Long Answer Questions Chapter 4 - Electoral Politics, Class 9, SST (Civics) | EduRev Notes

Social Studies (SST) Class 9

Class 9 : Long Answer Questions Chapter 4 - Electoral Politics, Class 9, SST (Civics) | EduRev Notes

The document Long Answer Questions Chapter 4 - Electoral Politics, Class 9, SST (Civics) | EduRev Notes is a part of the Class 9 Course Social Studies (SST) Class 9.
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Q.1. What are the demerits of political competition? [V. Important]

Ans. The political competition has many demerits –

(i) It creates a sense of disunity and factionalism in every locality. Different political parties and leaders often level allegations against one another. Parties and candidates often use dirty tricks to win elections.
(ii) This pressure to win electoral fights does not allow sensible long-term policies to be formulated.
(iii) Some good people who wish to serve the country do not enter this area as they do not like to be dragged into unhealthy competition.

Q.2. With reference to ‘electoral constituencies’, state how the elections are held in India.

Ans. For elections, the country is divided into different areas called ‘electoral constituencies’. The voters who live in an area elect one representative. For Lok Sabha elections, the country is divided into 543 constituencies. The representative elected from each constituency is called a Member of Parliament (MP).

Similarly, each state is divided into Assembly constituencies. In this case, the elected representative is called the Member of Legislative Assembly (MLA).

Q.3. Why is there no educational qualification prescribed for the political leaders who hold such an important position of governing the country?

Ans.

(i) Educational qualifications are not relevant to all kinds of jobs. Just as a cricketer needs an ability to play well, irrespective of educational qualification, similarly the relevant qualification for an MLA or an MP is the ability to understand people’s concerns, problems, and to represent their interests.

(ii) In our country, putting an educational qualification would go against the spirit of democracy as it would mean depriving a majority of the country’s citizens the right to contest elections. For example, if graduation is made a compulsory qualification, then 90 percent of the citizens will become ineligible to contest elections.

Q.4. How can you say that very few Election Commissions in the world have such wide ranging powers as the Election Commission of India? [Important]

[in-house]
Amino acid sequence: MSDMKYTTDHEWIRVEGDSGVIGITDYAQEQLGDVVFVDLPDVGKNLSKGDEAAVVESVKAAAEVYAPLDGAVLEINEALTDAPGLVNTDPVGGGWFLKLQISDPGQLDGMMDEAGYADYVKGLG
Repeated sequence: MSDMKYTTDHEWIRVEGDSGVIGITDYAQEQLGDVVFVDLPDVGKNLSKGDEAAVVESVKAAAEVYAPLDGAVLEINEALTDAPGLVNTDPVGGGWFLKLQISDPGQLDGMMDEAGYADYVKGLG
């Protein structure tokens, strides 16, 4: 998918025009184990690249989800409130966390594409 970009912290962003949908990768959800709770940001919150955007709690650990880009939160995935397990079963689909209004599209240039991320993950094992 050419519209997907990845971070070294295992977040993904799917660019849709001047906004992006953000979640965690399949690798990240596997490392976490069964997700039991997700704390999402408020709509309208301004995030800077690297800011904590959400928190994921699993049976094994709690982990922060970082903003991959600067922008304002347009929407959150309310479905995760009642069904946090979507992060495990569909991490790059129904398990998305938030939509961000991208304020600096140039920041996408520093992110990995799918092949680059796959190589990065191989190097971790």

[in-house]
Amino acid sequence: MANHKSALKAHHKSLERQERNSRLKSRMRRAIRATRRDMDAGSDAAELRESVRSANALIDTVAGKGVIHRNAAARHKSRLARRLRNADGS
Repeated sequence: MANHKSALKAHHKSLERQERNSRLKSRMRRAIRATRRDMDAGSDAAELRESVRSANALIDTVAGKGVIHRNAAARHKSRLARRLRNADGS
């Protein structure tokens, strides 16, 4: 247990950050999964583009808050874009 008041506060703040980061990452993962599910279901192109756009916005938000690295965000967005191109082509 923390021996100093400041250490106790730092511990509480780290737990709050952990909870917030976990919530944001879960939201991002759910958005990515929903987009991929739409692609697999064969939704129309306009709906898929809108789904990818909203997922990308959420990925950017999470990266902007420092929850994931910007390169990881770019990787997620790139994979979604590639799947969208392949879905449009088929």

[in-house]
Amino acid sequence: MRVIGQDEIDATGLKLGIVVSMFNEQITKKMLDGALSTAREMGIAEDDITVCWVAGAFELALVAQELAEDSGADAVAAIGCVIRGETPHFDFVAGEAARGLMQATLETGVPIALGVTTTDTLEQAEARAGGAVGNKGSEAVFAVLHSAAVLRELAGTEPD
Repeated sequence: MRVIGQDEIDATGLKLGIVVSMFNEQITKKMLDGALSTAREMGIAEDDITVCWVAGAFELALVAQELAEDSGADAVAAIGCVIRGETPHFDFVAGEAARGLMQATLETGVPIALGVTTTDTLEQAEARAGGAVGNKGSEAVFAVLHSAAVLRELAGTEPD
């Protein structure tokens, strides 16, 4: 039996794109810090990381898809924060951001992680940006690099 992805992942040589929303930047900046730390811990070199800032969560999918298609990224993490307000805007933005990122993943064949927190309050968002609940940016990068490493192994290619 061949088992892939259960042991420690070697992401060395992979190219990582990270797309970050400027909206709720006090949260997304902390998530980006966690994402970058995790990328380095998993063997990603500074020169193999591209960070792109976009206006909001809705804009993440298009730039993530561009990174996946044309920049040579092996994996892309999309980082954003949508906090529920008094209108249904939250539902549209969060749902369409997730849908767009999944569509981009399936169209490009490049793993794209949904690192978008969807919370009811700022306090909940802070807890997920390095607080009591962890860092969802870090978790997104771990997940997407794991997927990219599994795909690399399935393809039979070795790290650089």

Ans.

(i) Election Commission takes decisions on every aspect of conduct and control of elections.
(ii) It implements the code of conduct and punishes any candidate or party that violates it.
(iii) During the election period, the EC can order the government to follow some guidelines, to prevent use and misuse of governmental power to enhance its chances to win elections, or to transfer some government officials.
(iv) When on election duty, government officers work under the control of the EC and not the government.

Q.5. Explain how the outcome of elections is a final test of free and fair elections.

Ans.

(i) The ruling parties routinely lose elections in India both at the national and state level. In fact, in every two out of the three elections held so far, the ruling party lost.
(ii) In the US, an incumbent or ‘sitting’ elected representative rarely loses an election. In India, about half of the sitting MPs or MLAs lose elections.
(iii) Candidates who are known to have spent a lot of money on ‘buying votes’ and those with known criminal connections often lose elections.

Q.6. What are the main functions of the Election Commission of India?

[CBSE 2010]

Ans. It takes decisions on every aspect of conduct and control of election. It implements code of conduct. It orders guidelines for the government to prevent misuse of power to win elections. It EC feels unfairness in polling it orders a repoll.

Q.7. Explain the term constituency. Give reasons why the system of reserved constituencies was introduced by our constitution makers. 

[CBSE 2010]

Ans. The country is divided into different areas for purposes of elections. These are called ‘constituencies’. The voters who live in an area elect one representative. For Lok Sabha elections the country is divided into 543 constituenes. The representative elected is called an MP. Similarly, each state is divided into a specific number of assembly constituencies. In this case the elected representative is called an MLA.

To give protection to the weaker section, the makers of our constitution thought of reserved constituencies. These are reserved for people who belong to SC or ST. The Lok Sabha has 79 reserved seats for SCs and 41 for STs.